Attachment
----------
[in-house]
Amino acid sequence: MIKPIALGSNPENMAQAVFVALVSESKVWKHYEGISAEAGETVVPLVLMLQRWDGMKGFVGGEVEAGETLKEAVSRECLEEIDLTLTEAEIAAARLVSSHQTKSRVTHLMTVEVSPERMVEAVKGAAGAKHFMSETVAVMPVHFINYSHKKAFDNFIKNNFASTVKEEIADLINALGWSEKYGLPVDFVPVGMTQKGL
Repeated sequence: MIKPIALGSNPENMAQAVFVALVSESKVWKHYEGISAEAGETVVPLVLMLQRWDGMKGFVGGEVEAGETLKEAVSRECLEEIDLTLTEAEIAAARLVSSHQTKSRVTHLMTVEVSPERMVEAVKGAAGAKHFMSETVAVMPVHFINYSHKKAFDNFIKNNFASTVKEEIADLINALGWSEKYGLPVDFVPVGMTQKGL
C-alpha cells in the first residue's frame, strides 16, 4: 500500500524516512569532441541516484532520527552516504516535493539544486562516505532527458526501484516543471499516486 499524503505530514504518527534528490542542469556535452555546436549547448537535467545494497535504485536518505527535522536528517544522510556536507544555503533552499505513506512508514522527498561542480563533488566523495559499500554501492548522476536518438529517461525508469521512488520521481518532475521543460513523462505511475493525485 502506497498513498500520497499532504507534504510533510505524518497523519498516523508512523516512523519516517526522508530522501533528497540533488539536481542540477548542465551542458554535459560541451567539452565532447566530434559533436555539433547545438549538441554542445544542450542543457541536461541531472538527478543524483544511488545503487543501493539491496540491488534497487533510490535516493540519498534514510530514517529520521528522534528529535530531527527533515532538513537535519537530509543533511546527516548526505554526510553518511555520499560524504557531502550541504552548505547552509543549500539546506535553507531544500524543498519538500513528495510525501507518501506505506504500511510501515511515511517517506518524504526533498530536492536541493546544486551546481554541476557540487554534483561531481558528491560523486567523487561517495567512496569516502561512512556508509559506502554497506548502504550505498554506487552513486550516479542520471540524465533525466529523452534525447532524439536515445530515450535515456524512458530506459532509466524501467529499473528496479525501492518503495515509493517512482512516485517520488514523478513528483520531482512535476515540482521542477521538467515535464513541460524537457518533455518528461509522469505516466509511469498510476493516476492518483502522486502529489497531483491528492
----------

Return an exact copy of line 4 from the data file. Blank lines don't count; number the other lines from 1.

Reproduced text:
C-alpha cells in the first residue's frame, strides 16, 4: 500500500524516512569532441541516484532520527552516504516535493539544486562516505532527458526501484516543471499516486 499524503505530514504518527534528490542542469556535452555546436549547448537535467545494497535504485536518505527535522536528517544522510556536507544555503533552499505513506512508514522527498561542480563533488566523495559499500554501492548522476536518438529517461525508469521512488520521481518532475521543460513523462505511475493525485 502506497498513498500520497499532504507534504510533510505524518497523519498516523508512523516512523519516517526522508530522501533528497540533488539536481542540477548542465551542458554535459560541451567539452565532447566530434559533436555539433547545438549538441554542445544542450542543457541536461541531472538527478543524483544511488545503487543501493539491496540491488534497487533510490535516493540519498534514510530514517529520521528522534528529535530531527527533515532538513537535519537530509543533511546527516548526505554526510553518511555520499560524504557531502550541504552548505547552509543549500539546506535553507531544500524543498519538500513528495510525501507518501506505506504500511510501515511515511517517506518524504526533498530536492536541493546544486551546481554541476557540487554534483561531481558528491560523486567523487561517495567512496569516502561512512556508509559506502554497506548502504550505498554506487552513486550516479542520471540524465533525466529523452534525447532524439536515445530515450535515456524512458530506459532509466524501467529499473528496479525501492518503495515509493517512482512516485517520488514523478513528483520531482512535476515540482521542477521538467515535464513541460524537457518533455518528461509522469505516466509511469498510476493516476492518483502522486502529489497531483491528492